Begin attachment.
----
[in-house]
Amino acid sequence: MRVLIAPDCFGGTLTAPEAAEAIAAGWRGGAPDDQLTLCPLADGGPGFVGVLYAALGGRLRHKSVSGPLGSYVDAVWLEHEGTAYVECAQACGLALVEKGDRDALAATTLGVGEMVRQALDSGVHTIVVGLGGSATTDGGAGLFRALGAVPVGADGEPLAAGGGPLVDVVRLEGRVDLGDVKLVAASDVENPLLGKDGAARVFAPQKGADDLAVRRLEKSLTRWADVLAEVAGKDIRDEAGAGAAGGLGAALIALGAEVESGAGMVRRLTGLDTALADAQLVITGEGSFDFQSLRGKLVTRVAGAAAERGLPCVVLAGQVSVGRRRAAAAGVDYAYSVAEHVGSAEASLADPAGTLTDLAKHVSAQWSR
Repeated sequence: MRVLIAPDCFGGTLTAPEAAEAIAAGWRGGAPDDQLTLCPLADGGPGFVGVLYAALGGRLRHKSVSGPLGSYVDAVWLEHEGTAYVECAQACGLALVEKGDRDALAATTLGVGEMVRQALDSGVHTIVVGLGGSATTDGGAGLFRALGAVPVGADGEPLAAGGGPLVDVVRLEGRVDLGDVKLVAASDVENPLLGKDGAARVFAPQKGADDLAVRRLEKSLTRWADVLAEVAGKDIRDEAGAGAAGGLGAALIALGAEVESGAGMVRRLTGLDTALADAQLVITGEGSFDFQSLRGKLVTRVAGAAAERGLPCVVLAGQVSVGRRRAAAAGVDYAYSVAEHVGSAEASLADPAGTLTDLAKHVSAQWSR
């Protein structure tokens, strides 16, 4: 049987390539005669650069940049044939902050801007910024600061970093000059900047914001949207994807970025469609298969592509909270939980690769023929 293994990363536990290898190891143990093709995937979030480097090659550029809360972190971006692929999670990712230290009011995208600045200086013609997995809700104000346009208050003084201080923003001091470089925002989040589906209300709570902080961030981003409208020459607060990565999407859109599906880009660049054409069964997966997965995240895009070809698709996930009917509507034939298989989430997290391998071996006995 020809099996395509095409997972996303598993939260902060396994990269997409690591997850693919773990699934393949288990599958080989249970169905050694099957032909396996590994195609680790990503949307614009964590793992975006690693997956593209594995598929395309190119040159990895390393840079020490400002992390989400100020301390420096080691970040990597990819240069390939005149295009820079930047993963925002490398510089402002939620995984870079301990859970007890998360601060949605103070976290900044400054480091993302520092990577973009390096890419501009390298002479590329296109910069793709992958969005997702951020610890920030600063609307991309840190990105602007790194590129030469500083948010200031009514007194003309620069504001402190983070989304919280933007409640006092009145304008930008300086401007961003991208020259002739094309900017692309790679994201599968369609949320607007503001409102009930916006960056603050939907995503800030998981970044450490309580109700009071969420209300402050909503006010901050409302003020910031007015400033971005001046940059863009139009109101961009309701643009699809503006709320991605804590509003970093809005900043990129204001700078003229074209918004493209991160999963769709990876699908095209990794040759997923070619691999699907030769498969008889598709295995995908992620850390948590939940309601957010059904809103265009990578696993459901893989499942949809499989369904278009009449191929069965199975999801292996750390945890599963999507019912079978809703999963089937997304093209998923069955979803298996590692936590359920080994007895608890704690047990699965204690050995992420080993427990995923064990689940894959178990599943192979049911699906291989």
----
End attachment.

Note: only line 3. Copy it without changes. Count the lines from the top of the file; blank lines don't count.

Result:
Repeated sequence: MRVLIAPDCFGGTLTAPEAAEAIAAGWRGGAPDDQLTLCPLADGGPGFVGVLYAALGGRLRHKSVSGPLGSYVDAVWLEHEGTAYVECAQACGLALVEKGDRDALAATTLGVGEMVRQALDSGVHTIVVGLGGSATTDGGAGLFRALGAVPVGADGEPLAAGGGPLVDVVRLEGRVDLGDVKLVAASDVENPLLGKDGAARVFAPQKGADDLAVRRLEKSLTRWADVLAEVAGKDIRDEAGAGAAGGLGAALIALGAEVESGAGMVRRLTGLDTALADAQLVITGEGSFDFQSLRGKLVTRVAGAAAERGLPCVVLAGQVSVGRRRAAAAGVDYAYSVAEHVGSAEASLADPAGTLTDLAKHVSAQWSR